How valuable is a college education? Very valuable, according to the Federal Reserve Bank of New York’s latest report, “The Labor Market for Recent College Graduates.”
The unemployment rate and underemployment rate of recent college graduates, which it defines as graduates between 22 and 27, is substantially below that of non-graduates, and their wages are sharply higher.
According to the report, the unemployment rate for recent college graduates in September, its latest available data, was 4%, the lowest rate since October 2008, during the financial crisis. In addition, the jobless rate for college graduates was less than half that for all young workers — 8.8% — and below the rate for all workers, including college and non-college graduates, which was 4.8%.
The New York Fed also reported that over time college graduates have even better luck in the job market. All college graduates — defined as graduates from age 22 to 65 — had an unemployment rate of 2.6% and an underemployment rate — the percentage holding jobs that don’t require a college degree — of 34.3% in September, versus 44.2% for recent college graduates.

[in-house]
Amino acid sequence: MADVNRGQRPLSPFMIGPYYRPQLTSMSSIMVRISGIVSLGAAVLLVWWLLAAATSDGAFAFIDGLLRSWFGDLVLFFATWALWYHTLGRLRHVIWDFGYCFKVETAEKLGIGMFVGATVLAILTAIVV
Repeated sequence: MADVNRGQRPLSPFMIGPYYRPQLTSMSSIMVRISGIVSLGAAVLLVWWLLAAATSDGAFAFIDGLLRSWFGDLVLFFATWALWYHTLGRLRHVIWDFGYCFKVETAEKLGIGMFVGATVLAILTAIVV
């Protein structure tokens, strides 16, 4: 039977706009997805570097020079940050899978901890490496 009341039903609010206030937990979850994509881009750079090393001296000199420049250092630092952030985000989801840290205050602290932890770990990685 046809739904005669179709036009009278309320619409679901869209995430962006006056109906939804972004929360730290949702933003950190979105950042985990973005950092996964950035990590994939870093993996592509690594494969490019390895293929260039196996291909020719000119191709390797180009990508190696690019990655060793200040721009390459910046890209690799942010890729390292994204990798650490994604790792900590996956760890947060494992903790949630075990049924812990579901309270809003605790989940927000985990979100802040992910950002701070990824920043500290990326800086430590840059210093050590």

The relatively high underemployment rate probably reflects the larger share of job postings that don’t require a college education compared to those that do. According to the New York Fed, the index for non-college job postings in September (using a base of 100 for 1967) was 135 versus 108.9 for the index of college job postings.
Even when college graduates were employed in jobs that didn’t require a college degree, they tended not to work in low-wage jobs. Only 13.3% of recent college graduates were employed in low-wage jobs in September, while less than 8% of all college graduates employed in such jobs.